Jagged, Uneven Edges? Blame Aliasing!
First and foremost, we need to understand what aliasing is. Aliasing refers to the process of sampling something in the smoothest and most continuous way possible. Programs like Photoshop do this by using a series of discrete measurements. However, if these measurements are anything less than accurate, artifacts will appear on the image. Aliasing is the reason you occasionally see misaligned pixels that didn't appear on your original image when you are saving.
An easier way to think about this is to go with a concrete example, such as follows: When dealing with objects that run horizontal and vertically, you don't have to worry about unwanted artifacts showing up. That is because these use very simple and complete measurements to showcase these. Here are some aliased shapes that still have a crisp, clean look to them.
When you begin to use shapes with curves and diagonal lines, most drawing and image editing software will begin to create unwanted artifacts within your images. These are those strange, unwanted, and unevenly jagged edges you find. Why do we get the jagged edges? Well, take a look at the limitations of your computer screen! Pixels on your screen are laid out in a grid fashion, and because you cannot create half-pixels, your screen is forced to fill in the occasional pixels here and there where you would have a half pixel. Here's an example of aliased shapes that contain jagged, uneven edges. You're going to want to click to see the full-sized image for this one!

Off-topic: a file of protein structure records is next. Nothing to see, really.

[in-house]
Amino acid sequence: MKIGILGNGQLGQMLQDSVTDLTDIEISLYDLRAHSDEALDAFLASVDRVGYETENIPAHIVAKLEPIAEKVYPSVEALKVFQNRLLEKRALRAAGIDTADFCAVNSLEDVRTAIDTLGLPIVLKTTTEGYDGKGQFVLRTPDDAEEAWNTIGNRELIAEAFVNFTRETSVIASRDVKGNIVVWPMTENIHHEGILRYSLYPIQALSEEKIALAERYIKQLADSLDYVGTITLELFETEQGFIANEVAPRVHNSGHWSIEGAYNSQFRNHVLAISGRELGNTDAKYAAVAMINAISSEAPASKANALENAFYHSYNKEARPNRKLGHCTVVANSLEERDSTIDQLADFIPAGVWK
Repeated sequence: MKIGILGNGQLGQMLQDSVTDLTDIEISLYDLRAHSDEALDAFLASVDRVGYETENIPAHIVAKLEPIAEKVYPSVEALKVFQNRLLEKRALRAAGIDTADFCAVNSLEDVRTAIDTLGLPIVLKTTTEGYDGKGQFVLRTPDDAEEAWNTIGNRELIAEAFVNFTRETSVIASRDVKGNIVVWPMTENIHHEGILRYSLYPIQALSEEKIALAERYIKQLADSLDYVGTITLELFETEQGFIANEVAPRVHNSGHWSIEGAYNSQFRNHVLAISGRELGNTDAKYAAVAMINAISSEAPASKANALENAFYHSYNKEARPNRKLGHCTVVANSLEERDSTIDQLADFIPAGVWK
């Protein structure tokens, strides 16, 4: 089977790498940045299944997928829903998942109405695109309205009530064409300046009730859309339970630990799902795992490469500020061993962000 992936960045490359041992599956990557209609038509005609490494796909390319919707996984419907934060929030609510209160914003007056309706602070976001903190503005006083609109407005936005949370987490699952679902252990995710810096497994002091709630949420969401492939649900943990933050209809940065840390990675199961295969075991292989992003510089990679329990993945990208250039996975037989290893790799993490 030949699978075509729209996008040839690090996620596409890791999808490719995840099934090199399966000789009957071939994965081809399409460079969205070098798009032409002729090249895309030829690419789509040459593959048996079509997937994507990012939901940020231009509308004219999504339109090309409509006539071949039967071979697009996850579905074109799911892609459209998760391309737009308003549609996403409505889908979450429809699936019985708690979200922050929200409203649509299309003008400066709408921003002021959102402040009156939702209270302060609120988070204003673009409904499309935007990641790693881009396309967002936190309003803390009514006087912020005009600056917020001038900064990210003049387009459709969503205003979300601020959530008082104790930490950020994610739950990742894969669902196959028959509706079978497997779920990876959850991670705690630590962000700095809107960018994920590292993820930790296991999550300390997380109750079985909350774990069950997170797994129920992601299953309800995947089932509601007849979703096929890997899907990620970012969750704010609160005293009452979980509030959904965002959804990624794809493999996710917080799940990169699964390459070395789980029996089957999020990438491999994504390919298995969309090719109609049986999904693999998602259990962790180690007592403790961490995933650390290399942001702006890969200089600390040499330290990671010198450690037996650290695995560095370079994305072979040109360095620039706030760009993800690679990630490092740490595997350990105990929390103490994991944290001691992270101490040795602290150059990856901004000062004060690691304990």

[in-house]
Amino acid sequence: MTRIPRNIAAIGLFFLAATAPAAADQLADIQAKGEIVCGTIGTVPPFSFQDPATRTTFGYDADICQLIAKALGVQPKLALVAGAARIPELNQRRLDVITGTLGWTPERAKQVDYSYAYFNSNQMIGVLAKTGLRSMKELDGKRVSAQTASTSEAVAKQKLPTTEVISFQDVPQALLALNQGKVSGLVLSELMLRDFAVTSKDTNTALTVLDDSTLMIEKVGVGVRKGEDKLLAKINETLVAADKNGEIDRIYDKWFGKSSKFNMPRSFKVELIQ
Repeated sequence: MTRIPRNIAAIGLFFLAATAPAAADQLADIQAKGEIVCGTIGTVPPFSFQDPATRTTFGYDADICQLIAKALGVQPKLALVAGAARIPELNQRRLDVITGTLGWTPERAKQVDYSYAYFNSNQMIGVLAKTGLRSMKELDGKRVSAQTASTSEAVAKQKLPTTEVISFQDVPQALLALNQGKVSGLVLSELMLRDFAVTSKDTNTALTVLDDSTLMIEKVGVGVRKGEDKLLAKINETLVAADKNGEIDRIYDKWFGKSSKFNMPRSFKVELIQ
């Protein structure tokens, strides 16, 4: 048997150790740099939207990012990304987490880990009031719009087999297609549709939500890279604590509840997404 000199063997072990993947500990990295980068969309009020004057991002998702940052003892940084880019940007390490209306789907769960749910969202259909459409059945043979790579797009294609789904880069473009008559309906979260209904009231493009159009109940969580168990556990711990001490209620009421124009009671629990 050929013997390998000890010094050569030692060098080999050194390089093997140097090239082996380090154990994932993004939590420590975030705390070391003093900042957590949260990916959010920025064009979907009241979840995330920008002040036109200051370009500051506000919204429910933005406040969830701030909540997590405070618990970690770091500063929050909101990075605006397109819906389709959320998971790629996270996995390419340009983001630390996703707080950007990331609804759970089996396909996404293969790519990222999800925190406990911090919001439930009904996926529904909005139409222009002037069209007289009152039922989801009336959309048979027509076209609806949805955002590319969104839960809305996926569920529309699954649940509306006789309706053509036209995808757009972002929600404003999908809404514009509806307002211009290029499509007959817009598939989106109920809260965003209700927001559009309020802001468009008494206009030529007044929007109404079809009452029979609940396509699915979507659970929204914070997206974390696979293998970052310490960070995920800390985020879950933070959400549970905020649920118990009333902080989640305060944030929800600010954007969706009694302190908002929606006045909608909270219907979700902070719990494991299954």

As you can see by the two examples, a curve is actually not perfectly created on a computer, but is sort of faked by creating a gradual curve that falls along the pixel grid. Even at a distance, though, it's still noticeable that this isn't a perfect shape.